Pharmaceutical Soft Skill Training

EQ and its importance

Emotional quotient as a concept extends beyond emotive demonstration and passion. In an everyday existence, mere intellect cannot not solve people related problems, maintain formal relationships, build interpersonal connects or make businesses thrive and flourish. The cluster of personality attributes, work ethics, friendliness and optimism all impact human interaction. A combination of hard skills (core competencies) and soft skills (behavioral traits) characterize the success of these interactions in ones occupation. More so in businesses that involve marketing and sales; and most of all in one that involve dealing with human conflict and attempts at its correction. Soft skills essentially imply the ‘emotional quotient’ or EQ of the individual and its importance cannot be emphasized enough.

Psychiatry and Pharmaceuticals

The psychiatry pharmaceutical industry is one such field wherein communication with the patients as well as the medium (doctor) becomes imperative in order for the brand to succeed. The medicine wouldn’t be prescribed simply because it is the best compound (all chemical formulations are more or less identical across different brands); but because the company that manufactures it, cares. The content of message has always been important; however the method in which it is communicated requires soft skills to be applied right. The EQ of an employee contributes to the success of marketing and sales efforts.

Screening persona traits

Soft skills, interpersonal skills, people skills, communication skills, negotiation skills are all markers for success. Business after all is about influencing the world positively to create lasting impressions. Emotional literacy is not a subject taught in institutions. Many a time the most educated intellectuals propagate their emotional illiteracy and discourage productivity in their own endeavors. Cooperative work demands cooperation. Appropriate dialogue, avoiding arguments, practicing self-control and convincing confidently are the core skills imparted in soft skill training programs for medical and pharmaceutical executives and managers.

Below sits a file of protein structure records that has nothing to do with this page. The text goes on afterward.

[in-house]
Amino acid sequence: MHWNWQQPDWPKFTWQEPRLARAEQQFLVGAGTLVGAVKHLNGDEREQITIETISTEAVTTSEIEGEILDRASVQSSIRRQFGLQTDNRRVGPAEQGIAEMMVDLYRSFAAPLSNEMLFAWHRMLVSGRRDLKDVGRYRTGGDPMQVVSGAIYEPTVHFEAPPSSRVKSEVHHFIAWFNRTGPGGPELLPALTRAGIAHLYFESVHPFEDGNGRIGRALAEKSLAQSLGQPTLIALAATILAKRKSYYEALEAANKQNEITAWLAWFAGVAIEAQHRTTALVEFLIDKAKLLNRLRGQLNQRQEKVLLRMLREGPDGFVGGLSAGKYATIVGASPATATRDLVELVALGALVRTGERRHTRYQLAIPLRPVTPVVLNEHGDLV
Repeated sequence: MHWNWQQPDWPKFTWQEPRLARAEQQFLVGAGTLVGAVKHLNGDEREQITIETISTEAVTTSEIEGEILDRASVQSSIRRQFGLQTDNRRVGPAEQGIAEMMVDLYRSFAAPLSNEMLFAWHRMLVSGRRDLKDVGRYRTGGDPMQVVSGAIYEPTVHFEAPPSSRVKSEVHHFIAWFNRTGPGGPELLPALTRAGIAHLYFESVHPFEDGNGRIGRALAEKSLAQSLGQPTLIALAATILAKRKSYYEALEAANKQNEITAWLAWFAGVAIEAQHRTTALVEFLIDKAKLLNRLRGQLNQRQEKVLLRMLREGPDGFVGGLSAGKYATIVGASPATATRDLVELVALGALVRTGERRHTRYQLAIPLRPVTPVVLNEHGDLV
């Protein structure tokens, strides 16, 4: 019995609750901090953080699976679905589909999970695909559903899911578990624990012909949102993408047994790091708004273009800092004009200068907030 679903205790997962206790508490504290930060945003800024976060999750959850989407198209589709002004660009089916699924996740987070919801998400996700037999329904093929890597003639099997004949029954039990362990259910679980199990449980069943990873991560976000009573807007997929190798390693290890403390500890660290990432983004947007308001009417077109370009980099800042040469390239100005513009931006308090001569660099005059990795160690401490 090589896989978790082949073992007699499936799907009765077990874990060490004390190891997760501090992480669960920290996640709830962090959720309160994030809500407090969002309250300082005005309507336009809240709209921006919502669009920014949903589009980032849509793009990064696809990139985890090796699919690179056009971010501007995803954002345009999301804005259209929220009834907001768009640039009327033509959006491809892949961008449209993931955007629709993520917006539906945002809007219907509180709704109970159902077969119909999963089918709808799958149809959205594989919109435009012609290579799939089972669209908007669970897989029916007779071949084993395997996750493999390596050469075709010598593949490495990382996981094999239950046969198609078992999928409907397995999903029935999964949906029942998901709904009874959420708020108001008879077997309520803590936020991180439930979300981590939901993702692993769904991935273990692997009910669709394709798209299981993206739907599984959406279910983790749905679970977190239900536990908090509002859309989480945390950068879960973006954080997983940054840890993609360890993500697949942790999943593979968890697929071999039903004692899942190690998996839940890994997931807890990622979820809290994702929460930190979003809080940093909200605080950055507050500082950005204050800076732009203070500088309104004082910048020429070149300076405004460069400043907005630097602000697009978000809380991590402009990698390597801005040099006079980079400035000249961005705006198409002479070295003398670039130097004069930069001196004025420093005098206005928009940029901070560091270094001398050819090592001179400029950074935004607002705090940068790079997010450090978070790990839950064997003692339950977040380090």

Action selling

Everyone’s aim is to sell, however action selling implies the use of appropriate scientific and time-tested proficiencies to enhance the selling aptitude. At MINDFRAMES, the expert’s in depth knowledge of the product (hard skill) when coupled with the power of conviction (soft skill) form the perfect blend for the pharmaceutical seller and helps them inform, educate and communicate appropriately with the key opinion leaders. After all, convincing them is the biggest challenge. We attain this through negotiation skill building, relaxation training, mind-body healing processes and specific guidance modules for mitigating enthusiastic attempts at excellence. Our experience with a range of multinational pharmaceutical companies has been enriching for us, and the employees alike.

Essentials at work

Interpersonal skills are keystones of positive relationships at work. Action selling needs the following:

  • Honesty, clarity and precision
  • Knack to convince; not argue
  • Constancy in communication
  • Respect and regard for time
  • Targeted at self improvement
  • Clarity of organization goals


We empower pharmaceutical staff using carefully and artistically crafted training material.

  • Self introspection guidelines
  • Smart wellness presentations
  • Self growth and development
  • Negotiating with confidence
  • Systematizing drug launches
  • Answering doctors queries
  • Dealing with difficult people
  • Ripe acceptance of criticism

Behaviour training

Selling a drug doesn’t imply merely selling a chemical compound. It requires an empathic attitude towards the illness and knowledge of the illness it wishes to treat.

  • Understanding the patients pain
  • Expressing concern for illnesses
  • Caring about the patients’ safety
  • Appreciating the doctors’ views
  • Willingness for ANY feedback
  • Focusing on company’s ethics
  • Respecting consumers always
  • Learning to serve with a smile
  • Mature market comparisons